Sunday, 5 August 2012

A Learning Curve

I know I'm not alone, I really struggle to buy stuff when I think I can make it myself. I drive my husband bonkers because I'm stubborn and take on far too much not always realistic about what I can achieve in the time I have available. I'm working hard at being kinder to myself, cutting myself a bit of slack, and that means choosing my projects a bit more carefully. Apparently overloading yourself with craft projects is not a sensible way to deal with being overextended in other areas of your life! Who knew?

So, what I don't need is another 'project' but a 'quick win' is a different kettle of fish.

I saw a dress in a shop in Whitstable and really liked it. P said 'treat yourself', I said 'it's just 2 rectangles' - so we popped in the fabric shop (twice, obviously, I'm an Olympic standard ditherer). I like to support the local shops - I just prefer to be buying the raw materials. The lady in the shop was very patient whilst I draped bolts of fabric over myself trying to figure out how much I needed.

I knew I'd recently seen something similar at cationdesigns blog but I wanted to add some shirred details like the dress in the shop. Actually, with hindsight I should have stuck to her design and fabric choice exactly but I was thinking of the dress in the shop. I thought of all the time I'd save that I'd usually spend tracing pattern pieces and cutting out - no pattern, just need to keep holding it up to figure out placement, piece of cake.

So, as a beginner, what did I learn from my first try at completely winging a garment for myself:

Totally over estimated the fabric width, even allowing for the gathering once shirred, so back to the drawing board. I do this every time, make everything too big, not sure why I'm getting it so wrong but measuring correctly would save me so much time and aggro. I actually ended up cutting my original Front in half length ways to make front & back which was much better.

5 lines of shirring at the waist did not work but that gave me masses of fabric at the chest so I ripped those out to replace with shirring under the bust, much better but led to another issue. The positive is that sewing, unpicking, and re-sewing endless lines of shirring means I got much better at it and figured out the best set up for my machine when using elastic.

I should not assume that liking a dress on the hanger means it will suit me once on, why did I do that? I would never just buy a dress in a shop without trying it on, I think I felt guilty about trying on something I had no intention of buying but it would have saved me some time.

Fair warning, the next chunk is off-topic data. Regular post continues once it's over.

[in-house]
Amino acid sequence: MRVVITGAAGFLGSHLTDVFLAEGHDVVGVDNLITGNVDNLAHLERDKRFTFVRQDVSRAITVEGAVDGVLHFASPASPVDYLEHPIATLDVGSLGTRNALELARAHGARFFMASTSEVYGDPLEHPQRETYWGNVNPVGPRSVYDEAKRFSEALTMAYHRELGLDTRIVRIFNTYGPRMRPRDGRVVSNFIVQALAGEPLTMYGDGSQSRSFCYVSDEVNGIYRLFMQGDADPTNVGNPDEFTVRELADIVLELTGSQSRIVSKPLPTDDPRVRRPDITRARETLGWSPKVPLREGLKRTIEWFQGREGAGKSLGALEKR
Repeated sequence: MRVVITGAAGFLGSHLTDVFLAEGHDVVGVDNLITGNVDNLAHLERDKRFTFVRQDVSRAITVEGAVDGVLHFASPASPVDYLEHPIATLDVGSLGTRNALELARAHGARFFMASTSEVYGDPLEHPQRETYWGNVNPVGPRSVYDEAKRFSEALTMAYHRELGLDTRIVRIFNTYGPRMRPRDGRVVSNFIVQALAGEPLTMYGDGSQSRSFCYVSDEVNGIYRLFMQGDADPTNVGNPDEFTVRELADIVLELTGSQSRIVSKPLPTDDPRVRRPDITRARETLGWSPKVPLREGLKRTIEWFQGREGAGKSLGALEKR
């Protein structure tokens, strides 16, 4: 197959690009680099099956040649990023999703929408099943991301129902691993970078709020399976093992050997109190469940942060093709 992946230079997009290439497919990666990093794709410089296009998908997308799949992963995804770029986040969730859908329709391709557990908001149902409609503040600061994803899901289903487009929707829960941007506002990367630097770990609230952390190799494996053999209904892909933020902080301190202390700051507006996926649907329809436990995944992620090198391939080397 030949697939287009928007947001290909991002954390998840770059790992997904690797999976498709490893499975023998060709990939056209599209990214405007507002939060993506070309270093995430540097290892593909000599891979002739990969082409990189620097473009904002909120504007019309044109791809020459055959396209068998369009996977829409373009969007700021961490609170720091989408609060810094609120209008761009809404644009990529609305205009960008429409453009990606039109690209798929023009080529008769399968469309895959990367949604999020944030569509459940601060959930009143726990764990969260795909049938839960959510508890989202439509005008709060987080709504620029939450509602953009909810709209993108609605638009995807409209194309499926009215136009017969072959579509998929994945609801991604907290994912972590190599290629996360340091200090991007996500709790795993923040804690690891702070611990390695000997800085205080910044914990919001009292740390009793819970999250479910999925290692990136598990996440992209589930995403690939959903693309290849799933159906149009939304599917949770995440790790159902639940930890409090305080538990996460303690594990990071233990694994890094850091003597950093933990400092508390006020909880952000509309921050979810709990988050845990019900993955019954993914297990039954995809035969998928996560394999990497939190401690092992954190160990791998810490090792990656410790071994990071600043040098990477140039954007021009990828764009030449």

Empire line styles don't really suit me, what was I thinking? I know this. And if masses of fabric at the bust is not a good look, why would shifting it downwards help? This would make a perfect maternity dress, not the look I was going for! So I should spend my time sewing stuff I will actually wear, that should just be obvious.

However, I'm not counting this as a total loss. I learnt such a great deal.

Pattern: None

Cost: 2.5m of fabric @ £10; thread 50p (staggeringly I did not have anything like a match in my stash, which proves that my stash is totally under control)

Made it myself saving: ??

Time taken: Totally stopped counting, I am clearly not good at winging it!

Satisfaction level: Mixed.

  • I don't have the sundress I was planning on but I learnt a great deal
  • I remembered some things I already knew (but ignored because I got carried away!)
  • The dress is a perfectly acceptable beach cover up and I will definitely use it for that, the cotton is cool and it will work fine over a bikini
  • I only used half the fabric, so I have enough for a blouse or dresses for my nieces
  • I will feel less resentful of the time I spend tracing and cutting pattern pieces in future, it is obviously time well spent

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